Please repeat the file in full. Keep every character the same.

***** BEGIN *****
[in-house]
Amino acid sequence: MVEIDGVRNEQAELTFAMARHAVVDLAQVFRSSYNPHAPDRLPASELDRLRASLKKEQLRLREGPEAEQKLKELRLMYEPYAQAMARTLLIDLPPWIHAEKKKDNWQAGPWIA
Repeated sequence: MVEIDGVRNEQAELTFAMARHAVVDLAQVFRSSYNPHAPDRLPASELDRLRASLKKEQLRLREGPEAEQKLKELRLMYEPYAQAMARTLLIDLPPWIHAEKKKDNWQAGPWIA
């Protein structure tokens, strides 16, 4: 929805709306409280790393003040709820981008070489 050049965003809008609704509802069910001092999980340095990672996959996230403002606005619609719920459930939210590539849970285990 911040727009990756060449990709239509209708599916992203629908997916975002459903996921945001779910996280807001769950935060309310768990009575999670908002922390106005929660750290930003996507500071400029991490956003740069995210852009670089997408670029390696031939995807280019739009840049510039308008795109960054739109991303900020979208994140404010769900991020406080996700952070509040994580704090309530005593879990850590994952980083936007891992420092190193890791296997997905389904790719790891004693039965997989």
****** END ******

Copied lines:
[in-house]
Amino acid sequence: MVEIDGVRNEQAELTFAMARHAVVDLAQVFRSSYNPHAPDRLPASELDRLRASLKKEQLRLREGPEAEQKLKELRLMYEPYAQAMARTLLIDLPPWIHAEKKKDNWQAGPWIA
Repeated sequence: MVEIDGVRNEQAELTFAMARHAVVDLAQVFRSSYNPHAPDRLPASELDRLRASLKKEQLRLREGPEAEQKLKELRLMYEPYAQAMARTLLIDLPPWIHAEKKKDNWQAGPWIA
């Protein structure tokens, strides 16, 4: 929805709306409280790393003040709820981008070489 050049965003809008609704509802069910001092999980340095990672996959996230403002606005619609719920459930939210590539849970285990 911040727009990756060449990709239509209708599916992203629908997916975002459903996921945001779910996280807001769950935060309310768990009575999670908002922390106005929660750290930003996507500071400029991490956003740069995210852009670089997408670029390696031939995807280019739009840049510039308008795109960054739109991303900020979208994140404010769900991020406080996700952070509040994580704090309530005593879990850590994952980083936007891992420092190193890791296997997905389904790719790891004693039965997989």